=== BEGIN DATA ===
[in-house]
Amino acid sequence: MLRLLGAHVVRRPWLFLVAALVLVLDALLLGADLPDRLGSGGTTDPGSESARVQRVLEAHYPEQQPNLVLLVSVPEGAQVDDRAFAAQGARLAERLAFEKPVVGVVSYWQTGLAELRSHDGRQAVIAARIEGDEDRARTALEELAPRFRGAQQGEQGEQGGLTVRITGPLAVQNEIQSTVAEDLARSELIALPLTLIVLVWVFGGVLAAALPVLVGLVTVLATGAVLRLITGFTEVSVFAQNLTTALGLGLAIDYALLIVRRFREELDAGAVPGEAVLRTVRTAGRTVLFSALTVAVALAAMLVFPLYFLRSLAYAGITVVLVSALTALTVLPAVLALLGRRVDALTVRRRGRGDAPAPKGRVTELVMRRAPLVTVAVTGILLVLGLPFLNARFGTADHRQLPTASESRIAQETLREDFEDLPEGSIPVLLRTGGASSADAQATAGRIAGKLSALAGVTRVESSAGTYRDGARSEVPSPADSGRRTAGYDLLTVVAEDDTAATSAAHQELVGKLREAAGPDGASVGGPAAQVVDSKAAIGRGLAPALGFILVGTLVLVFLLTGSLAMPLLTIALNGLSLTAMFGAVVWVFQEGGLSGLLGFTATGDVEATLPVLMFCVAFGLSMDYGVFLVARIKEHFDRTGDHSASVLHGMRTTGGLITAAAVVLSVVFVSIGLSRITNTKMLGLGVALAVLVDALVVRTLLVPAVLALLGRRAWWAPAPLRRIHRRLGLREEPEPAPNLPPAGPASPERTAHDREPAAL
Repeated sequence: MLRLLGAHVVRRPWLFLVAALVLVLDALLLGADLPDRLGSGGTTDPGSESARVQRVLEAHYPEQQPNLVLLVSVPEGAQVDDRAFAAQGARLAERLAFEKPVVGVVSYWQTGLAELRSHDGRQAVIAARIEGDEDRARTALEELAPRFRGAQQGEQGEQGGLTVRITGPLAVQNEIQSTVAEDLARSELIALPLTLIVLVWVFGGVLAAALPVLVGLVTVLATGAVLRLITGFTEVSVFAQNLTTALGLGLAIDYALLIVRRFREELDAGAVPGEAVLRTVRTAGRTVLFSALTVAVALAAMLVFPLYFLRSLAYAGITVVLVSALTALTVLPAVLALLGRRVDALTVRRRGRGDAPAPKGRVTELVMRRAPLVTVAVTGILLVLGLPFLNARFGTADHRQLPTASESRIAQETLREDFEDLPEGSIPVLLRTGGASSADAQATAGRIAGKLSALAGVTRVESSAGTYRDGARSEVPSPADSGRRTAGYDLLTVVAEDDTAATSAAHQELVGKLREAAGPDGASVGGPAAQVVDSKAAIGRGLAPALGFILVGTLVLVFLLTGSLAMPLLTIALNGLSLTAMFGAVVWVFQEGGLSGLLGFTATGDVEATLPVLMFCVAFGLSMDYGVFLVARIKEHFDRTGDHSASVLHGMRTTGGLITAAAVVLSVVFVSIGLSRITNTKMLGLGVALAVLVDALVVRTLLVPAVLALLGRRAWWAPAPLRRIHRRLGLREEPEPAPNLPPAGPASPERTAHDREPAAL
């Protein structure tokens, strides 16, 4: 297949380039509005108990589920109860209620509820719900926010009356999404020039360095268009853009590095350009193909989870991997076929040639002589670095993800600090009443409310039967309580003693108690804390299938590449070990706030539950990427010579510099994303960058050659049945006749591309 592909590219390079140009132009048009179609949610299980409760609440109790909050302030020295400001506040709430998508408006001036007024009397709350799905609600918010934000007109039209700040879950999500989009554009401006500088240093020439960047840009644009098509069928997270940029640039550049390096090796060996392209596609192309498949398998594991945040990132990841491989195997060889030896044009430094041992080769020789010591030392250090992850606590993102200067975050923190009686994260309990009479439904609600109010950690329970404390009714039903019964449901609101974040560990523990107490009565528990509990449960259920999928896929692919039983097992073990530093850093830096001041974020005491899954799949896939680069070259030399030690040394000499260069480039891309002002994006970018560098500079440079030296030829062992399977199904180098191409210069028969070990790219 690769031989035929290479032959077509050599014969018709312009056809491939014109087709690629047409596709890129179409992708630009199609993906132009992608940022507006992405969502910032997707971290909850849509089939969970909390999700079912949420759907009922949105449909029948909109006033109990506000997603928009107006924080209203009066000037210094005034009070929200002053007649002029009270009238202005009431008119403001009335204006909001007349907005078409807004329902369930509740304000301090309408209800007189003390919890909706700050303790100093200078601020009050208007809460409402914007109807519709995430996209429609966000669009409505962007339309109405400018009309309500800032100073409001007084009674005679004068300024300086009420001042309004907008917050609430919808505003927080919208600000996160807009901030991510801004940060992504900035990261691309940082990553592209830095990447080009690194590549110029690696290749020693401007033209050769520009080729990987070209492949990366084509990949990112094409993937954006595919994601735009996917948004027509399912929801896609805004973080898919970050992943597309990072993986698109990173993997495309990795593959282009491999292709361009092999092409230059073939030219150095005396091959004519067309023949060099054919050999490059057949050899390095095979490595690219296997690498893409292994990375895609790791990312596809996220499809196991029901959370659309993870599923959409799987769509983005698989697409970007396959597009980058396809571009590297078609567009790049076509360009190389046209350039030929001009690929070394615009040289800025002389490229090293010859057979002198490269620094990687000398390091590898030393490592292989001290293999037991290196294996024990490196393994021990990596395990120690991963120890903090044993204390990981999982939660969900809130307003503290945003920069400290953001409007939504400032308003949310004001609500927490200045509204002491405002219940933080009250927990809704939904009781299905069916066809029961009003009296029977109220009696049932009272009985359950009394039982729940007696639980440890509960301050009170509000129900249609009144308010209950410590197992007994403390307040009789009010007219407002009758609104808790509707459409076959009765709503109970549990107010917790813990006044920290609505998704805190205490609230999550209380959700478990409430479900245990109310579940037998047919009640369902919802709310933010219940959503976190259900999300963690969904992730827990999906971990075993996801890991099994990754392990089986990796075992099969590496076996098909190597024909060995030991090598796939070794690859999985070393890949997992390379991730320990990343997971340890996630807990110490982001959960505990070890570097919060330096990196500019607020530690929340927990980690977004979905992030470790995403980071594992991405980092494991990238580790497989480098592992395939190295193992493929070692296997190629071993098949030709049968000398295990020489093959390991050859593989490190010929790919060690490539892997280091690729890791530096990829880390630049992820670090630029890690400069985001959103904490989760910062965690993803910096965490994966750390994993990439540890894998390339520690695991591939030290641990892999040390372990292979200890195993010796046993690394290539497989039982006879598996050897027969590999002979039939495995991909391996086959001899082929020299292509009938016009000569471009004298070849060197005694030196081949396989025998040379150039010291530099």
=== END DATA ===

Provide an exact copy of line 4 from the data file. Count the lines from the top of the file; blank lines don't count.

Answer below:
């Protein structure tokens, strides 16, 4: 297949380039509005108990589920109860209620509820719900926010009356999404020039360095268009853009590095350009193909989870991997076929040639002589670095993800600090009443409310039967309580003693108690804390299938590449070990706030539950990427010579510099994303960058050659049945006749591309 592909590219390079140009132009048009179609949610299980409760609440109790909050302030020295400001506040709430998508408006001036007024009397709350799905609600918010934000007109039209700040879950999500989009554009401006500088240093020439960047840009644009098509069928997270940029640039550049390096090796060996392209596609192309498949398998594991945040990132990841491989195997060889030896044009430094041992080769020789010591030392250090992850606590993102200067975050923190009686994260309990009479439904609600109010950690329970404390009714039903019964449901609101974040560990523990107490009565528990509990449960259920999928896929692919039983097992073990530093850093830096001041974020005491899954799949896939680069070259030399030690040394000499260069480039891309002002994006970018560098500079440079030296030829062992399977199904180098191409210069028969070990790219 690769031989035929290479032959077509050599014969018709312009056809491939014109087709690629047409596709890129179409992708630009199609993906132009992608940022507006992405969502910032997707971290909850849509089939969970909390999700079912949420759907009922949105449909029948909109006033109990506000997603928009107006924080209203009066000037210094005034009070929200002053007649002029009270009238202005009431008119403001009335204006909001007349907005078409807004329902369930509740304000301090309408209800007189003390919890909706700050303790100093200078601020009050208007809460409402914007109807519709995430996209429609966000669009409505962007339309109405400018009309309500800032100073409001007084009674005679004068300024300086009420001042309004907008917050609430919808505003927080919208600000996160807009901030991510801004940060992504900035990261691309940082990553592209830095990447080009690194590549110029690696290749020693401007033209050769520009080729990987070209492949990366084509990949990112094409993937954006595919994601735009996917948004027509399912929801896609805004973080898919970050992943597309990072993986698109990173993997495309990795593959282009491999292709361009092999092409230059073939030219150095005396091959004519067309023949060099054919050999490059057949050899390095095979490595690219296997690498893409292994990375895609790791990312596809996220499809196991029901959370659309993870599923959409799987769509983005698989697409970007396959597009980058396809571009590297078609567009790049076509360009190389046209350039030929001009690929070394615009040289800025002389490229090293010859057979002198490269620094990687000398390091590898030393490592292989001290293999037991290196294996024990490196393994021990990596395990120690991963120890903090044993204390990981999982939660969900809130307003503290945003920069400290953001409007939504400032308003949310004001609500927490200045509204002491405002219940933080009250927990809704939904009781299905069916066809029961009003009296029977109220009696049932009272009985359950009394039982729940007696639980440890509960301050009170509000129900249609009144308010209950410590197992007994403390307040009789009010007219407002009758609104808790509707459409076959009765709503109970549990107010917790813990006044920290609505998704805190205490609230999550209380959700478990409430479900245990109310579940037998047919009640369902919802709310933010219940959503976190259900999300963690969904992730827990999906971990075993996801890991099994990754392990089986990796075992099969590496076996098909190597024909060995030991090598796939070794690859999985070393890949997992390379991730320990990343997971340890996630807990110490982001959960505990070890570097919060330096990196500019607020530690929340927990980690977004979905992030470790995403980071594992991405980092494991990238580790497989480098592992395939190295193992493929070692296997190629071993098949030709049968000398295990020489093959390991050859593989490190010929790919060690490539892997280091690729890791530096990829880390630049992820670090630029890690400069985001959103904490989760910062965690993803910096965490994966750390994993990439540890894998390339520690695991591939030290641990892999040390372990292979200890195993010796046993690394290539497989039982006879598996050897027969590999002979039939495995991909391996086959001899082929020299292509009938016009000569471009004298070849060197005694030196081949396989025998040379150039010291530099």